Archive for December, 2013

Pay More Attention to the March 31 Health Insurance Deadline

Sunday, December 29th, 2013

There is a lot of false information circling around about Affordable Care Act deadlines.  If you’ve been told that the deadline for obtaining health insurance coverage is January 1, don’t worry if you haven’t found a plan yet.  January 1 is actually the first day that you can take advantage of subsidized health insurance coverage if you have signed up in time and paid your premium in time.  It is not a deadline, but an opportunity, according to Dr. David Blumenthal.  This information comes from Insurance News Net’s “The Big Deadline for Coverage is March 31.”  Much of the confusion about deadlines stems from the fact that they have been changing since this health insurance law took effect.  Even the January 1 deadline has been extended to the following Tuesday for consumers shopping on the healthcare.gov website.

You have until March 31 to obtain health insurance coverage before you will actually be penalized for not having insurance.  Penalties will come when you file your taxes for 2014.  If you miss the January 1 deadline, which is  now January 10, you won’t be penalized for anything.  Basically, you just aren’t taking advantage of being insured with a federal subsidy as soon as you could.  But with millions of uninsured Americans, not all of them are searching for health insurance from the state or federal health insurance exchanges.  Not everyone will qualify for a subsidy.  If you do qualify for a subsidy, buying health insurance through a state or federal exchange is likely in your best interest.  There are many uninsured Americans who do not qualify for tax subsidies, so they don’t have to worry about the January deadline.  They do have to worry about the March 31 deadline though.  In order to avoid receiving a penalty when you file taxes next year, shop for an individual health insurance plan before the March 31 deadline.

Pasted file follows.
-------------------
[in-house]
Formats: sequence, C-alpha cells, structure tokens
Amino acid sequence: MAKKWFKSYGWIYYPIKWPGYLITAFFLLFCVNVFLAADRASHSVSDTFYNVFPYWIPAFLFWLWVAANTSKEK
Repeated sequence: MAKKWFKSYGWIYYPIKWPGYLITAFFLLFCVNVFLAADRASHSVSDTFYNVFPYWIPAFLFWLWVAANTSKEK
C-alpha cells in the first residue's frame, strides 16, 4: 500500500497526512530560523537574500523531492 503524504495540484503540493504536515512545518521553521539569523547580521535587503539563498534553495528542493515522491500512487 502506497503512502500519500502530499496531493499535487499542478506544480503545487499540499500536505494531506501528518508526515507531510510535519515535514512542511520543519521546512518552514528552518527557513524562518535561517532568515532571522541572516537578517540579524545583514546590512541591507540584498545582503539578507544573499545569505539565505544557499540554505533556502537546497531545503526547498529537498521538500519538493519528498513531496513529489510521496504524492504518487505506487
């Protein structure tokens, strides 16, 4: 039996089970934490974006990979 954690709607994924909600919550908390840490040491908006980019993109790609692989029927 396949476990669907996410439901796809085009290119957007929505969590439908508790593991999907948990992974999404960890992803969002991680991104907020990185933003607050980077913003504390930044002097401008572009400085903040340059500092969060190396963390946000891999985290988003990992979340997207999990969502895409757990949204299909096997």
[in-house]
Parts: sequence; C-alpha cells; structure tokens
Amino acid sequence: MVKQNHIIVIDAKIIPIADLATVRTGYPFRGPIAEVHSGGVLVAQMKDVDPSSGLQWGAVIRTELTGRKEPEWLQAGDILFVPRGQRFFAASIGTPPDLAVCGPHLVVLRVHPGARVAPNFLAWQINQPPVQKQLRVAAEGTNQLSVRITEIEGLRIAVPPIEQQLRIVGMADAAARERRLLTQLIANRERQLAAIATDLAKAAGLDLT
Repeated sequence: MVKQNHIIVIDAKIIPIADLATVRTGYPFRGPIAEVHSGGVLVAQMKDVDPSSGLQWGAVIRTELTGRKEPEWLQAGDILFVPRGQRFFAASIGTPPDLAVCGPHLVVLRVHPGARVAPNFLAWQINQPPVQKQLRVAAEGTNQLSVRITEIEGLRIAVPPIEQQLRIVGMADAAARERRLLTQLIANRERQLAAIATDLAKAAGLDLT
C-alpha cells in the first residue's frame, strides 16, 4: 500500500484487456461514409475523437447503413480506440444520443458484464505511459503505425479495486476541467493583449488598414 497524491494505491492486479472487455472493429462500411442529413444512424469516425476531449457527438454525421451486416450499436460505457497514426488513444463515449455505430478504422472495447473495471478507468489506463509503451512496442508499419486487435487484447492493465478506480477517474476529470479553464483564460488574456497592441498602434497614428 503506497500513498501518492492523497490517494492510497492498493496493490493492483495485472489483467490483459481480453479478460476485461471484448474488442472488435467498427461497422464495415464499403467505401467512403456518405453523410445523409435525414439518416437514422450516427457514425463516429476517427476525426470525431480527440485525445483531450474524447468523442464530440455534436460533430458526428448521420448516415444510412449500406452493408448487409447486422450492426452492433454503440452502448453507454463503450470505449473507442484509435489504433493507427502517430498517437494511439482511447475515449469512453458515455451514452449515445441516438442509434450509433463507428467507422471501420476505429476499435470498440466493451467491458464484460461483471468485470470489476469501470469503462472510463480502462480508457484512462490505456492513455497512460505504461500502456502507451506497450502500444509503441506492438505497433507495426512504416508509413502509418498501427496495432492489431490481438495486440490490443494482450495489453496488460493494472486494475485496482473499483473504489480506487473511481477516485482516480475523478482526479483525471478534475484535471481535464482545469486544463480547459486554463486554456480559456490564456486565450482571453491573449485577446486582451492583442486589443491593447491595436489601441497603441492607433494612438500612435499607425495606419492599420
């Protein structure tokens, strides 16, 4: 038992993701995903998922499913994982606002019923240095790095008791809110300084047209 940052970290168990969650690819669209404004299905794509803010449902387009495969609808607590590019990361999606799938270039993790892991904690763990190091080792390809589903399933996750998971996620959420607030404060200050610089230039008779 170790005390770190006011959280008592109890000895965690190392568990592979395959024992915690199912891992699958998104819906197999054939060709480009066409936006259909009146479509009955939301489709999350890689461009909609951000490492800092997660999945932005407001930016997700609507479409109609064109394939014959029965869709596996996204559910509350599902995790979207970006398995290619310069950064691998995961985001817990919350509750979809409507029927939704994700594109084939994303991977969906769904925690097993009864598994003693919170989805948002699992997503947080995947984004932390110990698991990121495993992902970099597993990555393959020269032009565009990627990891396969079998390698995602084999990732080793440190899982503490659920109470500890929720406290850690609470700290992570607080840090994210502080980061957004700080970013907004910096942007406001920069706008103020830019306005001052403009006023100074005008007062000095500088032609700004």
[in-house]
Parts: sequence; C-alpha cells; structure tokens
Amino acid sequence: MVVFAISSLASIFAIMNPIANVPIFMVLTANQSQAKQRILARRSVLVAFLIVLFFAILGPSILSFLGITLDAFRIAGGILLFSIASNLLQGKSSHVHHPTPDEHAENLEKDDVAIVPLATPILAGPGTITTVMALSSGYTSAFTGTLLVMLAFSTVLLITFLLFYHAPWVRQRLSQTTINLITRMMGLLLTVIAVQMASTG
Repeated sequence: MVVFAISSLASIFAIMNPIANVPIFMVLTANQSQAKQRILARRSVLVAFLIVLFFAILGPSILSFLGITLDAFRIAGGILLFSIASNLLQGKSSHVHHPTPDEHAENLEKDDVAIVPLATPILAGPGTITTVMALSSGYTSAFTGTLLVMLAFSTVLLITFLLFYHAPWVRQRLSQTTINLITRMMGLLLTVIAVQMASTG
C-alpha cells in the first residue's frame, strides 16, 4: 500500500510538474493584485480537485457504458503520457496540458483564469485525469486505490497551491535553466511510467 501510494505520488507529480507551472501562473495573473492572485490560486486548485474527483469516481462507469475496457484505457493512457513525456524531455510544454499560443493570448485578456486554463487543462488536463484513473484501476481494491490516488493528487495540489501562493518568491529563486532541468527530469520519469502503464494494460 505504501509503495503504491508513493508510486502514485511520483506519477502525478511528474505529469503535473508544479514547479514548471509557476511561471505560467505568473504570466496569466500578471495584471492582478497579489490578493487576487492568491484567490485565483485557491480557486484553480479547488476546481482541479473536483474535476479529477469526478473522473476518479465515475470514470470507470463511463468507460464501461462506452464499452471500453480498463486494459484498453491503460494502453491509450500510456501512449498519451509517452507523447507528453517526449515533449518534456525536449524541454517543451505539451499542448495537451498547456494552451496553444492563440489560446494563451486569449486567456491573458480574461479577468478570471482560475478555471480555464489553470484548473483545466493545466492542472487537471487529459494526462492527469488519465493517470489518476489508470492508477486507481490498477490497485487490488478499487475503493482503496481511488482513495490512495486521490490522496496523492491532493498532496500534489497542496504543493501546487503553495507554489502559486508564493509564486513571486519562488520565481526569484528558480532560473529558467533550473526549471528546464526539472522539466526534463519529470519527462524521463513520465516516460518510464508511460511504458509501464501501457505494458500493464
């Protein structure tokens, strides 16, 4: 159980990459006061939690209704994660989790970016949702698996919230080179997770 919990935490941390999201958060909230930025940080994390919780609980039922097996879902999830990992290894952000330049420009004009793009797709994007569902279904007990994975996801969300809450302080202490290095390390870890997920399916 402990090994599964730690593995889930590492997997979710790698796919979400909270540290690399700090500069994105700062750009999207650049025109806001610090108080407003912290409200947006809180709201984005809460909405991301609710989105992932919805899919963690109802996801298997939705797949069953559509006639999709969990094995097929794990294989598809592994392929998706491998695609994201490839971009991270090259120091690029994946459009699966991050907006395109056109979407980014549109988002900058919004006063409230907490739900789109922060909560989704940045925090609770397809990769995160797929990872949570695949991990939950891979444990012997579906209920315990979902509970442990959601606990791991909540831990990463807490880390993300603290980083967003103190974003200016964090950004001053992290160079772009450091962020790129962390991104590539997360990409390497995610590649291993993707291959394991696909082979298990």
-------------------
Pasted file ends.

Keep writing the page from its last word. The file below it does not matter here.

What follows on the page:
Individual Health Insurance Mandate Changes

Saturday, December 21st, 2013

In Robert Pear’s New York Times article, “Another Rule in Health Law Is Scaled Back,” he tells Americans that even more people will be exempt from penalties for not buying health insurance.  The secretary of health and human services, Kathleen Sebelius, just announced this big shift that was put into place by President Obama.  He has been working to tweak the Affordable Care Act, which has drawn a lot of scrutiny because of Americans receiving cancellation notices from their health insurers.  Changes to the minimum health insurance requirements have forced insurance companies to send cancellation notices to a lot of people.  In most cases, they are offered a new plan that includes more benefits to match the minimum standards.  But the cost of those plans is much higher as well, a cost that some Americans say they simply can’t afford.